Council defends spending £54,000 a year on 'locailty coordinators' after campaign group jibe
A CAMPAIGN group has criticised a Notts council for spending £54,000 a year on two new workers who they claim will do the job councillors are elected to do.
Gedling Borough Council appointed two locality coordinators in September to work with communities in Netherfield as well as Newstead on a permanent, full-time basis.
Their duties include consulting residents to determine local priorities and coming up with plans to tackle them.
Jennifer Eurge, based in Netherfield, and Deborah Widdowson, who is based in Newstead, are employed to focus predominantly on issues such as employment, environment, school engagement and educational achievement, as well as energy efficiency, crime, antisocial behaviour and health.
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Robert Oxley, campaign manager of the TaxPayers' Alliance, said: "This role is what residents elect and pay councillors for.
"It is a non-job that should be scrapped. The last thing local taxpayers need is more unaccountable local bureaucrats.
"If councillors did a better job representing residents rather than acting as spokesmen for city hall, maybe people would feel listened to."
However, Tina Simpson, trustee and treasurer at Netherfield's St George's community centre, where one of the new locality coordinators is based, has welcomed the posts.
She said: "I think it's a good idea.
"Anything any agency puts forward to work for and on behalf of the community is a good thing."
Nottingham City Council said the roles were comparable to its 21 neighbourhood development officers, who are paid between £26,000 and £29,000 a year.
Notts County Council employs five community engagement officers, who earn between £24,646 and £28,636. Their duties include helping residents to set up community groups and help identifying and access funding.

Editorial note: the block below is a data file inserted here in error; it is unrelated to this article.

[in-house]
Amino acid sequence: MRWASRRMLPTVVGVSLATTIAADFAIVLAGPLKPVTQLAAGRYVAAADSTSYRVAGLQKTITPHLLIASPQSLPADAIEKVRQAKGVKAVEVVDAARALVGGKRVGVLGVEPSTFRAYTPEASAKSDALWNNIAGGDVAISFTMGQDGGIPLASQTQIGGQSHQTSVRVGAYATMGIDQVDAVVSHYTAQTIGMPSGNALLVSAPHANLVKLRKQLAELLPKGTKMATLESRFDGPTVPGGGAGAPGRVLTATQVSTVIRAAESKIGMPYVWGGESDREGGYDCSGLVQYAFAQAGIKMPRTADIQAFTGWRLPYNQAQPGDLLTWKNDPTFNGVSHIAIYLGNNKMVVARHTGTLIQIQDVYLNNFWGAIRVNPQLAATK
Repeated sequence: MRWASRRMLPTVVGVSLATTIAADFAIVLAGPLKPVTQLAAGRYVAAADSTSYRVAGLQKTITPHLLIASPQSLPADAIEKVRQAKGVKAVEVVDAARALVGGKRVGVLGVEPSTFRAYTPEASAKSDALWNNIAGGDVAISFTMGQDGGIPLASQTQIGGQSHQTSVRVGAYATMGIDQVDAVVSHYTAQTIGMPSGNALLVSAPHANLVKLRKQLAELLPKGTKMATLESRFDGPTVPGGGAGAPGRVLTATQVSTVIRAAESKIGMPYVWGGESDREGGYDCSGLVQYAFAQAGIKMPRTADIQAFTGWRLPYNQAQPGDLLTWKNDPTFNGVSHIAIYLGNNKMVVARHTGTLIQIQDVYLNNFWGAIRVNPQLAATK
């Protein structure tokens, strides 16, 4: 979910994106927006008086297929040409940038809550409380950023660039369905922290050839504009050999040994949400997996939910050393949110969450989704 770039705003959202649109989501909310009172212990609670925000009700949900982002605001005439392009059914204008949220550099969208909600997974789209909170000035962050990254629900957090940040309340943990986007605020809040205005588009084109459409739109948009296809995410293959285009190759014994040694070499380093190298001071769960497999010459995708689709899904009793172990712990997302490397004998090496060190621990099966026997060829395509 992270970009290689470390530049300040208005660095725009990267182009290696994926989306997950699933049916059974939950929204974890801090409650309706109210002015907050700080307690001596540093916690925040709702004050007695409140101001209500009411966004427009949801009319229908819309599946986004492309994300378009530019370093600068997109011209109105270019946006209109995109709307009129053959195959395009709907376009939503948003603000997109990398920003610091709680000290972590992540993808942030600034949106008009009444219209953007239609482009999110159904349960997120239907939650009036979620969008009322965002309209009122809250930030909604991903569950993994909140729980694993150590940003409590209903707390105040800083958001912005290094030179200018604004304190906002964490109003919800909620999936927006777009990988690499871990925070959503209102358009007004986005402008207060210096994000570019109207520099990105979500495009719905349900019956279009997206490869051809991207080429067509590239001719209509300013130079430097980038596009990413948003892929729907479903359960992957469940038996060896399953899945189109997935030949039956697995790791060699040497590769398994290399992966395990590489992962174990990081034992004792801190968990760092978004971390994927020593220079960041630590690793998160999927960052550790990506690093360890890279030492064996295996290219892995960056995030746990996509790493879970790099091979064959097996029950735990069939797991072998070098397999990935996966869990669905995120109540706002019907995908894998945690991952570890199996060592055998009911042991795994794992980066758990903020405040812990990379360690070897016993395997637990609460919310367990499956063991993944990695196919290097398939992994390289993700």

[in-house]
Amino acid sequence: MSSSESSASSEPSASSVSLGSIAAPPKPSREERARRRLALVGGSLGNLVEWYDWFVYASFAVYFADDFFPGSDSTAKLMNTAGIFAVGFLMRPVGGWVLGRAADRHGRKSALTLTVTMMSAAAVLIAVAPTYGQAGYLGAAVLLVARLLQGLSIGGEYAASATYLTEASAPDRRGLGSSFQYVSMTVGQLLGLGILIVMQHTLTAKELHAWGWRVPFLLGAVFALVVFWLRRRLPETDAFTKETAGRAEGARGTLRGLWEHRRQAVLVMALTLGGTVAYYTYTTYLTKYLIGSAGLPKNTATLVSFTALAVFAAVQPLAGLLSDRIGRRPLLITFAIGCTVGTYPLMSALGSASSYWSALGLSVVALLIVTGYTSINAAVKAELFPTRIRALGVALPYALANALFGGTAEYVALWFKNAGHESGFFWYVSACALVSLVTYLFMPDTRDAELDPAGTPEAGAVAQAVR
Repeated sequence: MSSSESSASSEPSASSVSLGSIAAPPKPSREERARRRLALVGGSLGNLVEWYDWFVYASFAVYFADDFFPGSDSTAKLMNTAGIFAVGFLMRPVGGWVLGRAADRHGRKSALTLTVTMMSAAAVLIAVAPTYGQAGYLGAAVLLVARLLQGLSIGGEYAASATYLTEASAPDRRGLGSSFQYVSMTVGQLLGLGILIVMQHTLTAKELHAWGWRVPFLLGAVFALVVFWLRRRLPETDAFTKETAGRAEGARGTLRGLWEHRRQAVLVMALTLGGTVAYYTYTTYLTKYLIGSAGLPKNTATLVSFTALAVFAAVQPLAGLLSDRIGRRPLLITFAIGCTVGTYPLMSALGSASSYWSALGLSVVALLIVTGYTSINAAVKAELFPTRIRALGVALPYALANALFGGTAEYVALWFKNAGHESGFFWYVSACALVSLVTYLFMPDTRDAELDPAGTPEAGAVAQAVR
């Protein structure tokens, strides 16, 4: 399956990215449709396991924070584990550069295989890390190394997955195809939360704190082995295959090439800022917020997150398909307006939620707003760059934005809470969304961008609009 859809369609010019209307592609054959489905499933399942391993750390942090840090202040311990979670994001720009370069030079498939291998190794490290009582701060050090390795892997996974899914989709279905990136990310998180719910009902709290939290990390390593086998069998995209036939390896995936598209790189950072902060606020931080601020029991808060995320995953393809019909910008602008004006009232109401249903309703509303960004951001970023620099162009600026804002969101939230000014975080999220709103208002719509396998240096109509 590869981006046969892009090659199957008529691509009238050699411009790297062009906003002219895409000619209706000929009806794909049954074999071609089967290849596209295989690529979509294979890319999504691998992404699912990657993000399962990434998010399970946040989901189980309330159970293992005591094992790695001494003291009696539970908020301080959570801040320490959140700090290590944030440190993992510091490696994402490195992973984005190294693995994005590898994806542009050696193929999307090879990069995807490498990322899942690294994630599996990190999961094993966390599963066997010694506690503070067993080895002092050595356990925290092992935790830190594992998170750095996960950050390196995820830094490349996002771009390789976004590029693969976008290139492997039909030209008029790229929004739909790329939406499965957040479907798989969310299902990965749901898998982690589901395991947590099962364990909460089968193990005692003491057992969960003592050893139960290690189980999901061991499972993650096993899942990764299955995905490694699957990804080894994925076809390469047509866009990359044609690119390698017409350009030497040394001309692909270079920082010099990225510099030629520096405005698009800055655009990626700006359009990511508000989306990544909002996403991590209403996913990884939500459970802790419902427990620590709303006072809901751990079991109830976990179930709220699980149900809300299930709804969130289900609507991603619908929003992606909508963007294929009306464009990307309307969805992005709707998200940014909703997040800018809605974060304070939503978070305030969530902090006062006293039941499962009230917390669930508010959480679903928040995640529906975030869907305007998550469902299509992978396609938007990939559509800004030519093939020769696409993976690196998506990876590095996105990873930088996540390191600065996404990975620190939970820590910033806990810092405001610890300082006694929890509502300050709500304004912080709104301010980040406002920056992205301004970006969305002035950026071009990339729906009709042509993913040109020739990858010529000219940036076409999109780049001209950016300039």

Mansfield District Council also has a community engagement manager, who earns between £24,646 and £28,636, and a community engagement and communications officer, who is paid between £17,161 and £21,519.
Notts councils who said they did not employ any comparable or similar roles are Rushcliffe and Broxtowe Borough Council, Newark and Sherwood, Bassetlaw and Ashfield District Council.
Councillor John Clarke, leader of Gedling Borough Council, said: "The new locality coordinators play a vital role in the way the council engages with its communities.
"Our coordinators are experienced professionals with a wealth of knowledge that can and will help people access the services they need.
"They are on the ground in these communities all the time, working with local people to improve things for them.
"Many councils have officers doing similar jobs in areas where they're needed, and I'm sure they'd agree that providing a regular, day-to-day, accessible means by which communities can speak to the council is important. I'm delighted that we're able to offer this service."